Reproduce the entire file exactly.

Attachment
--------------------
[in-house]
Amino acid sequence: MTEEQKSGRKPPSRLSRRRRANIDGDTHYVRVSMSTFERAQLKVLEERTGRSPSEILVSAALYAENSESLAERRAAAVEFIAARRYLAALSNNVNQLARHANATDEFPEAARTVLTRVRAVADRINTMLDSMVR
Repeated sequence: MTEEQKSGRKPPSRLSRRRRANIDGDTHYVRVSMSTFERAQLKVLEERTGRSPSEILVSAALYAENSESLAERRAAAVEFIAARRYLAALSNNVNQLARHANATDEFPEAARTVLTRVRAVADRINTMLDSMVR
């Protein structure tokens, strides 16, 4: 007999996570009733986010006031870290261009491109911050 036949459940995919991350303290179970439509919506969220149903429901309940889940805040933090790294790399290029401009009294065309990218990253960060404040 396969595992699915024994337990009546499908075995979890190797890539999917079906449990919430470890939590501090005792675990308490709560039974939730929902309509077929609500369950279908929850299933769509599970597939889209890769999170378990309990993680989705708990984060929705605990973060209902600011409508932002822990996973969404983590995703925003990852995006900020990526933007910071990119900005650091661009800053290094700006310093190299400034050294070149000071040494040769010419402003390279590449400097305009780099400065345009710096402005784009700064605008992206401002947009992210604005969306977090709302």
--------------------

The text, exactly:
[in-house]
Amino acid sequence: MTEEQKSGRKPPSRLSRRRRANIDGDTHYVRVSMSTFERAQLKVLEERTGRSPSEILVSAALYAENSESLAERRAAAVEFIAARRYLAALSNNVNQLARHANATDEFPEAARTVLTRVRAVADRINTMLDSMVR
Repeated sequence: MTEEQKSGRKPPSRLSRRRRANIDGDTHYVRVSMSTFERAQLKVLEERTGRSPSEILVSAALYAENSESLAERRAAAVEFIAARRYLAALSNNVNQLARHANATDEFPEAARTVLTRVRAVADRINTMLDSMVR
């Protein structure tokens, strides 16, 4: 007999996570009733986010006031870290261009491109911050 036949459940995919991350303290179970439509919506969220149903429901309940889940805040933090790294790399290029401009009294065309990218990253960060404040 396969595992699915024994337990009546499908075995979890190797890539999917079906449990919430470890939590501090005792675990308490709560039974939730929902309509077929609500369950279908929850299933769509599970597939889209890769999170378990309990993680989705708990984060929705605990973060209902600011409508932002822990996973969404983590995703925003990852995006900020990526933007910071990119900005650091661009800053290094700006310093190299400034050294070149000071040494040769010419402003390279590449400097305009780099400065345009710096402005784009700064605008992206401002947009992210604005969306977090709302």